To close out this month’s theme about the employee experience and mental well-being during the pandemic, we’ll explore meditation and mindfulness. Most likely you’re familiar with the concept of meditation. Perhaps mindfulness is also familiar and may or may not be a common practice for you.
For clarity, let’s cover the basics:
Meditation is an “umbrella term that encompasses the practice of reaching [heightened] consciousness and concentration, to acknowledge the mind and, in a way, self-regulate it.” (Dai Manuel) You can use it as a formal practice for finding inner peace.
Mindfulness means “focusing on being in the present, such as focusing completely on drinking a hot cup of tea, taking in its scent, warmth, and taste and removing overpowering emotions from the mind.” (Develop Good Habits) In other words, it’s an awareness of your outer life and surroundings.
For everyday purposes, the difference between them is rather slight, mindfulness is a type of meditation. Each practice is beneficial in its own right. Meditation provides us with a way to soothe ourselves and bring serenity to our minds by letting go of thoughts and mental chatter. Mindfulness allows us to live clearly in the moment. You might not take what’s said in an argument personally when you’re more aware of the other person’s emotions. Combining the two practices can result in a powerful general life management tool. Study after study has shown the benefits of mindfulness meditation on the mind, body, and overall well-being.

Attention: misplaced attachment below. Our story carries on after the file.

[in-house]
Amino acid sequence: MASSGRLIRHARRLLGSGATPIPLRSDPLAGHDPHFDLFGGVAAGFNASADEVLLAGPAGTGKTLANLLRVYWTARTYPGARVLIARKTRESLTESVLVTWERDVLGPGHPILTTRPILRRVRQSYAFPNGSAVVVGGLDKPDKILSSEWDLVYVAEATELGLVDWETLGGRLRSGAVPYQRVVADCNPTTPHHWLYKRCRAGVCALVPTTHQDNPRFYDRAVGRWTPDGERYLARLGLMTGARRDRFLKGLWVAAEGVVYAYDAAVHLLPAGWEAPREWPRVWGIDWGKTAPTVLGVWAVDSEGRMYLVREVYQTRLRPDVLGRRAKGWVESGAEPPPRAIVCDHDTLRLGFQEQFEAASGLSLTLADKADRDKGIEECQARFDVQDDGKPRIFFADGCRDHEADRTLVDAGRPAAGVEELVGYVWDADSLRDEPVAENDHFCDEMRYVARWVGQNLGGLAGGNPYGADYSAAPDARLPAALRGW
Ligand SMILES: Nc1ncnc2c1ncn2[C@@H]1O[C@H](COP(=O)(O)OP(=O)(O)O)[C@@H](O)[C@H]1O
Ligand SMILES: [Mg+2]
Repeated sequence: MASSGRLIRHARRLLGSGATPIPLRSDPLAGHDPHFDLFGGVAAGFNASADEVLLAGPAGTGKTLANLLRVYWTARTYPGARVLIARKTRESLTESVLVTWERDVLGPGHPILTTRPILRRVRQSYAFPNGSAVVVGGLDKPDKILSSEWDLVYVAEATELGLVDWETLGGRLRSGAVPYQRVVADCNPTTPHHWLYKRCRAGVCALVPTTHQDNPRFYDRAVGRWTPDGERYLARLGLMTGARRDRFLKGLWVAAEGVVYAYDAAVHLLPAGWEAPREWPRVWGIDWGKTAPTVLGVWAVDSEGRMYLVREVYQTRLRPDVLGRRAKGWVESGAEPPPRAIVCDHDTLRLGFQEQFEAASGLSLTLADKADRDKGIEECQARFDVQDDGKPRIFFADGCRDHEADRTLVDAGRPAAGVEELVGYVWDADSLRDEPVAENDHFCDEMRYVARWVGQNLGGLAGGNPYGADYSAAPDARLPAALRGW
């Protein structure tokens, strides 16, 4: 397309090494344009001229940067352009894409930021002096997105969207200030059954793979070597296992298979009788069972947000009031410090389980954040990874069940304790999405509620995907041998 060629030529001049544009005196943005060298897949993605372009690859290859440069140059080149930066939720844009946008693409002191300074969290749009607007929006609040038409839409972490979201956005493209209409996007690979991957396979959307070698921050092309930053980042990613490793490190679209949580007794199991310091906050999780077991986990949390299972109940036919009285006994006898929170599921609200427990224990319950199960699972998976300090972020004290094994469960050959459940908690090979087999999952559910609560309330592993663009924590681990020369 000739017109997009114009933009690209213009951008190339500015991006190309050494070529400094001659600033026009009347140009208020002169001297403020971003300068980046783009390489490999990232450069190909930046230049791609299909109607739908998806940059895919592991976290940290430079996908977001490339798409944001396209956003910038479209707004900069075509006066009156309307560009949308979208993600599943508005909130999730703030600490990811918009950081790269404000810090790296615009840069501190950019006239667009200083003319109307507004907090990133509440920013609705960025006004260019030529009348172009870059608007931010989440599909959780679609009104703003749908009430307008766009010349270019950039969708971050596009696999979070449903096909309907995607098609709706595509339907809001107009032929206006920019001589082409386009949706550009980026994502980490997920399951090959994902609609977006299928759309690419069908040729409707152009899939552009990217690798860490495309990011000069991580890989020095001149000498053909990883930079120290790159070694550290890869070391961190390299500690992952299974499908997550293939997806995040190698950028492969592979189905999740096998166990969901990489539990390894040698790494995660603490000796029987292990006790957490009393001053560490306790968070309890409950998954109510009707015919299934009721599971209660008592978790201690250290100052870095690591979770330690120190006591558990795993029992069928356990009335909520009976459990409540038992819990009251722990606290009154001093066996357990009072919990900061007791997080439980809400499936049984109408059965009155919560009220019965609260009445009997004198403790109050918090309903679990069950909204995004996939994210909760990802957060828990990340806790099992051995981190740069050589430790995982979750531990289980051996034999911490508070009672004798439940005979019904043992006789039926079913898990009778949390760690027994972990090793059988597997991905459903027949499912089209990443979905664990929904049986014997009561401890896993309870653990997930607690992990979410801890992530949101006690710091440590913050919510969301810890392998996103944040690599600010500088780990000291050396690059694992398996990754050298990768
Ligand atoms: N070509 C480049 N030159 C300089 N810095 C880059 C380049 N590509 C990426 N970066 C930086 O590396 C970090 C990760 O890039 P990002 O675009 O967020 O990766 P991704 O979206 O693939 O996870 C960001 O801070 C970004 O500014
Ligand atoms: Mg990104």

As a leader, mindfulness meditation is something worth practicing for yourself. A number of notable executives, including Jeff Weiner (former CEO, LinkedIn) and William Clay Ford Jr. (Executive Chairman, Ford Motor Company), practice and have complemented its benefits. Aside from practicing yourself, it’s also worth promoting among your employees. These practices have benefits in the work environment and in your personal life.
Benefits of mindfulness meditation include:
Reduced stress, anxiety, and conflict
Increased emotional intelligence
Increased focus and productivity
Still not convinced? Consider this...in a New York Times article reported that Aetna provides mindfulness meditation classes for its employees. At that time, more than one fourth of Aetna’s 50,000 workforce participated in at least one class. Those who participated reported a 28% reduction in stress, 20% improvement in sleep quality, and a 19% reduction in pain. Additionally, they became more effective workers, gaining an average of 62 minutes of productivity per week. Needless to say, it’s worth trying even if you don’t commit in the long run. Getting started is easy- there are a variety of books, free programs, and apps to guide you. There are companies that will come to your offices to jump start mindfulness meditation for you and your employees.
It’s a wrap! This month we have taken a holistic look at ways in which you can improve mental well-being for yourself and your employees. We covered these topics: the dangers of multitasking, benefits of “unplugging”, stress management, and the benefits of mindfulness and meditation. Addressing these topics in the context of the employee experience is a great way to reduce turnover, improve productivity and improve employee retention.
If you would like to discuss ways in which you can make changes to your employee experience to promote employee mental well-being, contact me!